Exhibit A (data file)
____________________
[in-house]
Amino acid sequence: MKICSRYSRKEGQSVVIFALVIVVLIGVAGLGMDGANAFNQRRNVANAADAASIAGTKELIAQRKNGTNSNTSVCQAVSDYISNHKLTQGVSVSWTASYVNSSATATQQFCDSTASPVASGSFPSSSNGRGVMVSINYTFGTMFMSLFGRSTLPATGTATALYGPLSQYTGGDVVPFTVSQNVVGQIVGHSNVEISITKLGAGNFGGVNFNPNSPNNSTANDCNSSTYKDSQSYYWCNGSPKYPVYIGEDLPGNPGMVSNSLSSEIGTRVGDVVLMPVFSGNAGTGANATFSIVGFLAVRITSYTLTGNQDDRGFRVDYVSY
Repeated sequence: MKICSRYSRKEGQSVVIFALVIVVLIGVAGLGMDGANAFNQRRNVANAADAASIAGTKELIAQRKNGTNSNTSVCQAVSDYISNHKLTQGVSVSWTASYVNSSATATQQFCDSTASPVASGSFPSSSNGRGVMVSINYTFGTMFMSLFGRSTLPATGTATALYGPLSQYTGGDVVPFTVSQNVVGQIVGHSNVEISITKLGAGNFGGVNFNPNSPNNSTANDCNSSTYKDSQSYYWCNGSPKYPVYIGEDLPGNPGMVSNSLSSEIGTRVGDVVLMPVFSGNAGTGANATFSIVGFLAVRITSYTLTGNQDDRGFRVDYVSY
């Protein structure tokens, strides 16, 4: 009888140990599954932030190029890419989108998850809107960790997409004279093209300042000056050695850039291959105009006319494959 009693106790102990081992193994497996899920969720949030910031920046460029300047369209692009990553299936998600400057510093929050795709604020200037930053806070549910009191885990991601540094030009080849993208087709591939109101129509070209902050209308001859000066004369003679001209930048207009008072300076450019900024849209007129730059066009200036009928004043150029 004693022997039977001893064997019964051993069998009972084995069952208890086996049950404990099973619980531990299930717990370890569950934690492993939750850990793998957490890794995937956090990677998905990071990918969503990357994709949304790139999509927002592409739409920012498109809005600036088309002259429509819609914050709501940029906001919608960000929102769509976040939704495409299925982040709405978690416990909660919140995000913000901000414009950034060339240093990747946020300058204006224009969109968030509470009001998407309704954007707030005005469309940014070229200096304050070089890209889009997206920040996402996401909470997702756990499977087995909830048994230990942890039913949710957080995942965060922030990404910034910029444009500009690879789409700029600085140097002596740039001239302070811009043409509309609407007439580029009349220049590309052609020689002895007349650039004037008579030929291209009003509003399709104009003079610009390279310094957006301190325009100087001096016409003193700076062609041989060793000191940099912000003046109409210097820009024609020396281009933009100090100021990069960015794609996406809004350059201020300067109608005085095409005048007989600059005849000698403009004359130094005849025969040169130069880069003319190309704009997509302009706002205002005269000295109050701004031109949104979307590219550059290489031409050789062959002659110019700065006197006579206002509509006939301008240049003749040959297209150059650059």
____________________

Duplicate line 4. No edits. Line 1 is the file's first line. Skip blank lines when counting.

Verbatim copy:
């Protein structure tokens, strides 16, 4: 009888140990599954932030190029890419989108998850809107960790997409004279093209300042000056050695850039291959105009006319494959 009693106790102990081992193994497996899920969720949030910031920046460029300047369209692009990553299936998600400057510093929050795709604020200037930053806070549910009191885990991601540094030009080849993208087709591939109101129509070209902050209308001859000066004369003679001209930048207009008072300076450019900024849209007129730059066009200036009928004043150029 004693022997039977001893064997019964051993069998009972084995069952208890086996049950404990099973619980531990299930717990370890569950934690492993939750850990793998957490890794995937956090990677998905990071990918969503990357994709949304790139999509927002592409739409920012498109809005600036088309002259429509819609914050709501940029906001919608960000929102769509976040939704495409299925982040709405978690416990909660919140995000913000901000414009950034060339240093990747946020300058204006224009969109968030509470009001998407309704954007707030005005469309940014070229200096304050070089890209889009997206920040996402996401909470997702756990499977087995909830048994230990942890039913949710957080995942965060922030990404910034910029444009500009690879789409700029600085140097002596740039001239302070811009043409509309609407007439580029009349220049590309052609020689002895007349650039004037008579030929291209009003509003399709104009003079610009390279310094957006301190325009100087001096016409003193700076062609041989060793000191940099912000003046109409210097820009024609020396281009933009100090100021990069960015794609996406809004350059201020300067109608005085095409005048007989600059005849000698403009004359130094005849025969040169130069880069003319190309704009997509302009706002205002005269000295109050701004031109949104979307590219550059290489031409050789062959002659110019700065006197006579206002509509006939301008240049003749040959297209150059650059």